Me: “The first number left is 3. Is 3 prime?”
Me: “How about numbers made out of threes?”
G (laughing): “Not prime!”
So we circled 3 and crossed out every third number. We repeated this for 5 and 7. It was getting old, so I took a shortcut here and told him that if a number was made out of elevens but not twos, threes, fives, or sevens it had to be bigger than 100 because 11 times 11 is 121. So all of the numbers left on the page were prime. He circled them all and we counted 25.
G: “So how many are less than 1000?”
I should have seen this coming. It was time to teach about computer programming. If I were ambitious I would have done something in Squeak to make programming more accessible, but I’m not very familiar with it yet, so I just stuck with C and wrote a quick little prime listing and counting program. The answer was 168. Then he asked, and asked, and asked. At one point he asked for 64 million (there are 3,785,086). It took so long I was wishing I had written a program that was a bit more clever. But it was fun.
Now he will do the Sieve on his own for fun. I’ve seen him do it right up to 50, and make just a few mistakes up to 100. I even make mistakes going up to 100. I never dreamed that a 4-year-old who has never been asked to multiply two numbers would pursue this line of questioning and seem to really understand the answers. Despite the recommendations of the experts, this confirms my belief that limiting Math to place value and whole number arithmetic through the early elementary years would be a great loss. Even if you aren’t a Math geek like I am, you can still follow the sideroads with them. I know G seems most excited when he can tell I’m discovering something too.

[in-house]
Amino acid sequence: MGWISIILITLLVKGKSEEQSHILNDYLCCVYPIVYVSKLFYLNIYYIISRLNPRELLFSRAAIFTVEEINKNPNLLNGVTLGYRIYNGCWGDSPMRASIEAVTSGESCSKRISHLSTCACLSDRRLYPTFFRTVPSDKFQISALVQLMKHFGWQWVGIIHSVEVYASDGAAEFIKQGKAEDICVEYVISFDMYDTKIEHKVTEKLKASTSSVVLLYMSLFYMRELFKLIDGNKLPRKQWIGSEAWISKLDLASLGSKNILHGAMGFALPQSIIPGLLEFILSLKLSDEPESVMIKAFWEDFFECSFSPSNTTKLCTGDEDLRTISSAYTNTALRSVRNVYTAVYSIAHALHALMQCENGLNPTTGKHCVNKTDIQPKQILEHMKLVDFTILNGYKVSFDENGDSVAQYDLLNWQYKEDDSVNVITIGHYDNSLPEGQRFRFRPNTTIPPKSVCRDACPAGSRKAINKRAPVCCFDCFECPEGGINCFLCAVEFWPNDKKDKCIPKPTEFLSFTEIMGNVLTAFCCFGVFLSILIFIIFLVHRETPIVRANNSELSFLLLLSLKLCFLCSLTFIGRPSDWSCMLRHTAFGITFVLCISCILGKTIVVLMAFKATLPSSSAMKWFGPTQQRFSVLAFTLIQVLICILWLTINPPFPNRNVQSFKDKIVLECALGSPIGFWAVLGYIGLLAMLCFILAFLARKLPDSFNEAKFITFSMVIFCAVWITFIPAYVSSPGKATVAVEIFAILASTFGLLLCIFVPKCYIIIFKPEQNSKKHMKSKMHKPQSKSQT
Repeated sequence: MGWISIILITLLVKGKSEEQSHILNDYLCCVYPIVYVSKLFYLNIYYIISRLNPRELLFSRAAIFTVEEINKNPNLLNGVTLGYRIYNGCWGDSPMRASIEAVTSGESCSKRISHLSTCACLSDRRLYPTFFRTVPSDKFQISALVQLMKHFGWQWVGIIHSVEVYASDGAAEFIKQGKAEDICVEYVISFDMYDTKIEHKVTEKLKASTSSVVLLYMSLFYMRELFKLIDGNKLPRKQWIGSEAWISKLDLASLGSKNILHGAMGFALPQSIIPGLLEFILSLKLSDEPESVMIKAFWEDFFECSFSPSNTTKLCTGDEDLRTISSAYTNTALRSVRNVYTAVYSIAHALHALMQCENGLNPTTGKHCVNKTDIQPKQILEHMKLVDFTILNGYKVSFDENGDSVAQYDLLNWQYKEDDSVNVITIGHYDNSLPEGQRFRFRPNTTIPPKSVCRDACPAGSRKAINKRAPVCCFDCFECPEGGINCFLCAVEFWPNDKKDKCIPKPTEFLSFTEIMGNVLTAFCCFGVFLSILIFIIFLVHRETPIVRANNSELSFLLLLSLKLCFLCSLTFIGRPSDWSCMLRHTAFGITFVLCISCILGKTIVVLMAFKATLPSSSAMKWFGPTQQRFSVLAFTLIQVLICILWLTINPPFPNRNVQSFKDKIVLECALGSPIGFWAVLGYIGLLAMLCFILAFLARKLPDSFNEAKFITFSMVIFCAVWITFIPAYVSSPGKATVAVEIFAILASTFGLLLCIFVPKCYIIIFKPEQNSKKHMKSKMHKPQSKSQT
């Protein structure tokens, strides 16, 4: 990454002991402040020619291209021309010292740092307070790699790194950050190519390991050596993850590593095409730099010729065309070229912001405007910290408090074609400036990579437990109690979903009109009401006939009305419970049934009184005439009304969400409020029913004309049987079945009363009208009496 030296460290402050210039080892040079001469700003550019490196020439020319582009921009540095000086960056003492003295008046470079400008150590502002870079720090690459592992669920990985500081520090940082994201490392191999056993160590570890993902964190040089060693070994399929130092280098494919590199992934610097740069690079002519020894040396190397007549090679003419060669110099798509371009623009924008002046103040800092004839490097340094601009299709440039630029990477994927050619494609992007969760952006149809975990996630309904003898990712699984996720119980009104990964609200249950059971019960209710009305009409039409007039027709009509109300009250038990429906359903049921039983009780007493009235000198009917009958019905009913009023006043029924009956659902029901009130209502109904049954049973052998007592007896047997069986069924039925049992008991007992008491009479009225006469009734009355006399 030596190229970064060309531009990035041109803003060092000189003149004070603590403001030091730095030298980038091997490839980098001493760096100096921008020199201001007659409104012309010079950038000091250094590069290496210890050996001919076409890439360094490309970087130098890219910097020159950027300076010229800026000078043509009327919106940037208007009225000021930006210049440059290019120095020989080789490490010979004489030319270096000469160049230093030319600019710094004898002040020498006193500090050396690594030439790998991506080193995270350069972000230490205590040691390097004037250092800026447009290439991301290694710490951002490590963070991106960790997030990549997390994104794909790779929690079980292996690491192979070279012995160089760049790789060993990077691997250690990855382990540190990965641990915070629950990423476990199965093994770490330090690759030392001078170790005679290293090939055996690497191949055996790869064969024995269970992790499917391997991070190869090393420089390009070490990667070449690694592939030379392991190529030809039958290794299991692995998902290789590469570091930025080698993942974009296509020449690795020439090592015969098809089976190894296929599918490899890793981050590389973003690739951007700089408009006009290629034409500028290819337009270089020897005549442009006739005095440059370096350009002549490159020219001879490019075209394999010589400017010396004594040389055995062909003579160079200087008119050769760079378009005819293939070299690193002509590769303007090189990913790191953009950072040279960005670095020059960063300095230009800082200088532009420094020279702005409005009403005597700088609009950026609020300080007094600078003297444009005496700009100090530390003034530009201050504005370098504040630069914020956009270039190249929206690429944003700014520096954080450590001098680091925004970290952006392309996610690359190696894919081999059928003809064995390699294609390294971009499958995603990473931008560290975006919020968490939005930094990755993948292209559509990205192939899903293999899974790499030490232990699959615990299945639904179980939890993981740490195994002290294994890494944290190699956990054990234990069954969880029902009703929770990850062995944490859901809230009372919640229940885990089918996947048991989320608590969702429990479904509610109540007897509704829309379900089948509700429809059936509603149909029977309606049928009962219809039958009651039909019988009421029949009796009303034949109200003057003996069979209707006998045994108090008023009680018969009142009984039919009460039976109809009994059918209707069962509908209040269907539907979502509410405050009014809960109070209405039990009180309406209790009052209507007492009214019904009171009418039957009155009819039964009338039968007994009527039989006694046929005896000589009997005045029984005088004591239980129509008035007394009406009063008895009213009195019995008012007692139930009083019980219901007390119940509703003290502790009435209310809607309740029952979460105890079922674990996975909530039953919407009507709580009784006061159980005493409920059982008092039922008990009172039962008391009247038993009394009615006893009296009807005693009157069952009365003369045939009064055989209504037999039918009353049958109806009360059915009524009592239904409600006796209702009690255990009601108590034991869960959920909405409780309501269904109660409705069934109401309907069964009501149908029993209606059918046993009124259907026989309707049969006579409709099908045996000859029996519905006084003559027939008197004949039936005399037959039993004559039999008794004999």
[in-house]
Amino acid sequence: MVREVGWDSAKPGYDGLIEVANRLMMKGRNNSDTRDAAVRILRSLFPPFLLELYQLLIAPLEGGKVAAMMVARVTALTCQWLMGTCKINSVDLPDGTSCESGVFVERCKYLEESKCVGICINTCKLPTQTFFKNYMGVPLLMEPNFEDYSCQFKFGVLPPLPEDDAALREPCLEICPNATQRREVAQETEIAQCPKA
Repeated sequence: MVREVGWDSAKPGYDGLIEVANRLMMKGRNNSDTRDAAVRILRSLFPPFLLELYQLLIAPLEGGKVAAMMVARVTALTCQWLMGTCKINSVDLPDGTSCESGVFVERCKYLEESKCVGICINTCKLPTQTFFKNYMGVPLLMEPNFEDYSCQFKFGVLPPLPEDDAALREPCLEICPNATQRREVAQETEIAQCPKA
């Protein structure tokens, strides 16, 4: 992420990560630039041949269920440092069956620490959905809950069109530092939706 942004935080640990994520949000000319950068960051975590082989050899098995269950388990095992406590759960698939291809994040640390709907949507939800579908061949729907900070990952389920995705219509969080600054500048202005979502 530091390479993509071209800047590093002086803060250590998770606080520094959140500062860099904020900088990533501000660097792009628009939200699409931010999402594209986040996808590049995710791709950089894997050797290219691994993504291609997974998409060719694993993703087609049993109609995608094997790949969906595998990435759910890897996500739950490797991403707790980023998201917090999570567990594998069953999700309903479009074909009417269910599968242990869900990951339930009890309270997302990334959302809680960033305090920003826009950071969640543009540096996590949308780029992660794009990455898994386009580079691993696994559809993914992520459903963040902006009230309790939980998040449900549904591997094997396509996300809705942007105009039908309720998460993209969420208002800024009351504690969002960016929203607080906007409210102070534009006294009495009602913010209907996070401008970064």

Since then he seems to have taken up my challenge to find structure in the primes. He draws number lines on my notebooks all the time “to help me with my Math”. One day he was drawing 10 sets of 10 number lines to get to 100 (I still haven’t taught him to multiply!) and he when he was filling in the 20′s he looked and said: “I think 3 makes primes. 7 kind of makes primes. See, pattern!” For a second I thought he’d been to one of Terry Tao’s lectures… The number 33 sort of burst his bubble. Still, he keeps trying.
Two weeks ago, when we were talking about his Rainbow Arithmetic, I drew the colors of the rainbow around a circle and started writing numbers next to the colors just like he puts colors on his number line. I thought I was going to show him how you can wrap the number line around a circle. The picture looked something like this:
He looked at it and got a big smile on his face. He said “Aha, look at this!” He pointed to blue and said “Prime!” He pointed to red and said “Prime!”. He pointed to each of the other colors and said either “Not prime!” (green and purple) or “Sort of prime” (orange and yellow). Sure enough, every prime number bigger than 3 will be blue or red in this scheme. This is analogous to the statement that all primes bigger than 5 end in 1, 3, 7, or 9. But that only rules out 60% of numbers, where this red/blue rule filters out 67% of all numbers. After reflecting a bit I think it is pretty easy to generalize this, throw in an unjustified statistical model for the occurrence of primes, and make a good guess at the prime number theorem. I had never thought about that before.
My confidence in unschooling is growing quickly. Listen to your kids and take their ideas seriously. You never know where they will lead. You never know what you both will learn. Rigid curricula, checklists and timetables will just hold them back.